Note: this is currently a personal blog post and thus may not reflect the most common ideas and opinions on these topics, nor does it assume to be free from factual faults, although the writer welcomes any suggestions to improve there upon. In the future, parts of it might be rewritten to qualify as a scientific article
What is music?
It could be said that music are vibrations of matter which harmonize in space and time between sentient beings such that they do not attend to other activities than the enjoyment of these vibrations in and of themselves. In this sense, music delineates phenomena that brings together various parts of consciousness that otherwise are seen as separate.
Nothing about music says that is a human-only phenomena. Neither should we confuse actual music with models and theories around it, its instruments, particular participants and so on. Those are only things musically related. But for convenience and amusement, this text explores aspects of music as music theory, in particular vibrations of physical matter perceivable by humans and the relation of the theory of these to the field of mathematics. It also explores the limitations of Western music theory imposed by traditional language.
A Replacement for the Word Octave in Western Musical Language
To start with, we delineate the phenomena of an observable vibration or frequency audible to an observer over time. If it has a beginning and an end, it has a duration and is called a tone. The lowest audible dominant frequency is called the tones pitch. Then if we make that frequency twice as fast, the relative pitch is to the first one is what has been until now commonly been called an octave. As it is derived from the Latin word octo, which means “eight”, it is based on the assumption that the selection of frequencies before a doubling of the frequency is seven, with the highest note making the eighth. This is however, often not the case and merely a tradition. For illustrative purposes, we provide the reader a list. Note that this is not complete but only provide a few out of many examples.
- Bebop scales (https://en.wikipedia.org/wiki/Bebop_scale)
- Pentatonic scale (https://en.wikipedia.org/wiki/Pentatonic_scale)
- Slendro-Jawar scale (https://en.wikipedia.org/wiki/Slendro)
- Whole-tone scale (https://en.wikipedia.org/wiki/Whole_tone_scale)
These are only from the music history written as until today, and since many more examples might be created or discovered we thus propose for the Latin word geminus, meaning ‘double’ to be used instead. With this word we have an etymological meaning directly related to the actual change of pitch and we free ourselves from the assumption of a seven note scale. We will use geminus instead of octave in the remainder of this article.
Combinatorics and Scales
Assuming the range between a tonic and its geminus divided in x notes, what is the number of unique scales with y notes?
We start with a division into 1 note, then look through each subdivision into scales, iterating by adding one note at the time:
For intervals of one note, we have only one possible scale
For intervals of two notes, we can chose scales of one note, of which there are two, or a scale of two notes, of which there is one.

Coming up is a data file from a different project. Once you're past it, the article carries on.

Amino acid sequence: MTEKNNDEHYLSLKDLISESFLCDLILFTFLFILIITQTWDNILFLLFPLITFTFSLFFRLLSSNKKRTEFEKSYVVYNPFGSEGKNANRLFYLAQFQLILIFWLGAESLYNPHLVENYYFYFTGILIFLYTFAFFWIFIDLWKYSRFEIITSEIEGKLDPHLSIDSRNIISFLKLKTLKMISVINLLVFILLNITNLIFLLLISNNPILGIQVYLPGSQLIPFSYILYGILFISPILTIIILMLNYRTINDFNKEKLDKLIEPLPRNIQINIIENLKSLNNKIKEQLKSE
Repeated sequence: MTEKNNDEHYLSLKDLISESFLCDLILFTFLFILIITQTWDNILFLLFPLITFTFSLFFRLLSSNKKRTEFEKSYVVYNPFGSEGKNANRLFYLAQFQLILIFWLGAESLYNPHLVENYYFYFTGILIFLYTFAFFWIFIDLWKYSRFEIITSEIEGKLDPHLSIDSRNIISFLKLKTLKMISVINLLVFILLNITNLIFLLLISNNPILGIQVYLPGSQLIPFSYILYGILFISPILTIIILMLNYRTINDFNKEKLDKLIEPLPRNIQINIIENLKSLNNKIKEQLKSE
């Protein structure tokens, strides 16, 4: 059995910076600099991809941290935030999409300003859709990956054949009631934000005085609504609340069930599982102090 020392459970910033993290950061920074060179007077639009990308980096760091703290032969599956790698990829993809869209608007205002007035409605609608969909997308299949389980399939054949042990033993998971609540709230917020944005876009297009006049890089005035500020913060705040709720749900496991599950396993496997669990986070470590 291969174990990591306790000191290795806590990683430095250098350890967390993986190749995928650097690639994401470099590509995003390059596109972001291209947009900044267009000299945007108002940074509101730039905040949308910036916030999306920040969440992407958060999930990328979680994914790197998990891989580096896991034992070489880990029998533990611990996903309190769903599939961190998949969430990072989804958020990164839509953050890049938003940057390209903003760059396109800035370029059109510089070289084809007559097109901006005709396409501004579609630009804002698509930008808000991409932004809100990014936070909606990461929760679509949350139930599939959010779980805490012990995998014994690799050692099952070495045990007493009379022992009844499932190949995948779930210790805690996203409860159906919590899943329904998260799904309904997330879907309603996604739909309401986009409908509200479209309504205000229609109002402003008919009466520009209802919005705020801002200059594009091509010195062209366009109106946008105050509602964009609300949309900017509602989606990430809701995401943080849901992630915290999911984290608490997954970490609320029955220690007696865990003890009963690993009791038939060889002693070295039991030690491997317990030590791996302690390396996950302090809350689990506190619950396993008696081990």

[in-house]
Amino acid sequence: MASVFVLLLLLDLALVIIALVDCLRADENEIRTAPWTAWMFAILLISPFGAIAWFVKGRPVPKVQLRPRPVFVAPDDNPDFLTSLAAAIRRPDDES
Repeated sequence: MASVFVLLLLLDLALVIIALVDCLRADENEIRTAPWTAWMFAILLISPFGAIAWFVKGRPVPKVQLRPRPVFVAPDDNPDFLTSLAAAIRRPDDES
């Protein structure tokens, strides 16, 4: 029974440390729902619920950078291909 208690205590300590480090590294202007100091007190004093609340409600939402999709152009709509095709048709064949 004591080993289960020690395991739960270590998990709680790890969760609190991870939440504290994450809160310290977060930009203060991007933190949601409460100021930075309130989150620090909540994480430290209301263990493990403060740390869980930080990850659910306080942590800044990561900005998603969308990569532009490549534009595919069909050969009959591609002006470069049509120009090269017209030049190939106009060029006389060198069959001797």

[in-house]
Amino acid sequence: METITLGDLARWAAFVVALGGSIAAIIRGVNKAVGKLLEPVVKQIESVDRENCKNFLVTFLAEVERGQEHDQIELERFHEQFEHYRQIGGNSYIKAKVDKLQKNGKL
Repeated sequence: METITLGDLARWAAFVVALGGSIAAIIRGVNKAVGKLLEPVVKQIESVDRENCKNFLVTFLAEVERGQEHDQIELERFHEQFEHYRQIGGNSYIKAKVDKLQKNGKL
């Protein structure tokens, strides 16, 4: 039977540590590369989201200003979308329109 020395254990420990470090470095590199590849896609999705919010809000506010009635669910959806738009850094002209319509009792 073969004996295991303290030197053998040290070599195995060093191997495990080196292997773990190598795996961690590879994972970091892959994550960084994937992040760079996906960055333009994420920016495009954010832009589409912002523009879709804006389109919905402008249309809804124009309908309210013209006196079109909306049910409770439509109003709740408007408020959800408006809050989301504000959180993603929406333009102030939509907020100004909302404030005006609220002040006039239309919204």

For intervals of three notes, we have
- Three scales of one note
- Three scales of two notes
- One scale of three notes
For intervals of four notes, we have
- Four scales of one note
- Six scales of two notes
- Four scales of three notes
- One scale of four notes
For brevity we now choose to not list the always occurring x scales of y notes and y scales of x notes
For intervals of five notes
- Ten scales with two notes
- Ten scales with three notes
- Five scales of four note
We can calculate further combinations either by formulas from of combinatorics, using the binomial coefficients (or pascals triangle) using the following formula
Let’s say we are especially interested in how many scales with seven unique tones can be derived from the common twelve tone range division of a geminus.
We insert 12 as n and 7 as k to get 12 * 11 * 10 * 9 * 8 * 7 * 6 * 5 * 4 * 3 * 2 * 1 / ( 7 * 6 * 5 * 4 * 3 * 2 * 1 ) * ( 5 * 4 * 3 * 2 * 1) = 12 * 11 * 10 * 9 * 8 / 5 * 4 * 3 * 2 = 95040 / 120 = 792
Within this set of scales, a multiples of 12 can be seen as identical modes, that is, they have the same relative pattern transposed. This reduces the number of highly unique scales to 66. Now we can start to identify unique scales which have taken on names. We use a simple ASCII notation, where o represents a note part of a scale, and x a note not part of a scale, to create a textual representation of these 66 scales. We denote the root note by r and the geminus as g above the representation. We also introduce a numerical notation.
To begin with, we have the scale where all selected notes are in a row. From this we can derive four other scales by simply moving one note apart from the others.
o o o o o o o x x x x x | 7o - 5x
o o o o o o x o x x x x | 6o - 1x - 1o - 4x
o o o o o o x x o x x x | 6o - 2x - 1o - 3x
o o o o o o x x x o x x | 6o - 3x - 1o - 2x
o o o o o o x x x x o x | 6o - 3x - 1o - 1x
Note that moving the single o to the rightmost position would be the first pattern, only transposed by one to the left.
To be updated later